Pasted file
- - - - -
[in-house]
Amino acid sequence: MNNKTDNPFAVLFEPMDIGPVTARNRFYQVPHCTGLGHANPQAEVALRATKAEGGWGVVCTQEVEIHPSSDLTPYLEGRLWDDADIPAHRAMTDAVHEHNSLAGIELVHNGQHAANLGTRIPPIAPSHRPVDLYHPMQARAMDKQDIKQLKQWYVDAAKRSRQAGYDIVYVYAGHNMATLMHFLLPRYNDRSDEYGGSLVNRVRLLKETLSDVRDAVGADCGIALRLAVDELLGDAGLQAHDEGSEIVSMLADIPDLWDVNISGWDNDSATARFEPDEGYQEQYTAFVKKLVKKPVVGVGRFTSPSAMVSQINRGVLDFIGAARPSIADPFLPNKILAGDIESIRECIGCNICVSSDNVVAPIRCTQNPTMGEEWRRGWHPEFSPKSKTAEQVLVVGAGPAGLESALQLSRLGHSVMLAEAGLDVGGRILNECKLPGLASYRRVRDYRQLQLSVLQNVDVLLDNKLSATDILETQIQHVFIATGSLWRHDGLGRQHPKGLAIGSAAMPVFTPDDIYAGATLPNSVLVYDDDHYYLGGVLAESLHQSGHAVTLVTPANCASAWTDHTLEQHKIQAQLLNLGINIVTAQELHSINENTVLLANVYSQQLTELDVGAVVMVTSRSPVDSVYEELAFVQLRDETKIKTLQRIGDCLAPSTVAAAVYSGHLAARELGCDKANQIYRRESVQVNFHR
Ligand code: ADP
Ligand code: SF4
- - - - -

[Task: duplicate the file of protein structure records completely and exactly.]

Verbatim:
[in-house]
Amino acid sequence: MNNKTDNPFAVLFEPMDIGPVTARNRFYQVPHCTGLGHANPQAEVALRATKAEGGWGVVCTQEVEIHPSSDLTPYLEGRLWDDADIPAHRAMTDAVHEHNSLAGIELVHNGQHAANLGTRIPPIAPSHRPVDLYHPMQARAMDKQDIKQLKQWYVDAAKRSRQAGYDIVYVYAGHNMATLMHFLLPRYNDRSDEYGGSLVNRVRLLKETLSDVRDAVGADCGIALRLAVDELLGDAGLQAHDEGSEIVSMLADIPDLWDVNISGWDNDSATARFEPDEGYQEQYTAFVKKLVKKPVVGVGRFTSPSAMVSQINRGVLDFIGAARPSIADPFLPNKILAGDIESIRECIGCNICVSSDNVVAPIRCTQNPTMGEEWRRGWHPEFSPKSKTAEQVLVVGAGPAGLESALQLSRLGHSVMLAEAGLDVGGRILNECKLPGLASYRRVRDYRQLQLSVLQNVDVLLDNKLSATDILETQIQHVFIATGSLWRHDGLGRQHPKGLAIGSAAMPVFTPDDIYAGATLPNSVLVYDDDHYYLGGVLAESLHQSGHAVTLVTPANCASAWTDHTLEQHKIQAQLLNLGINIVTAQELHSINENTVLLANVYSQQLTELDVGAVVMVTSRSPVDSVYEELAFVQLRDETKIKTLQRIGDCLAPSTVAAAVYSGHLAARELGCDKANQIYRRESVQVNFHR
Ligand code: ADP
Ligand code: SF4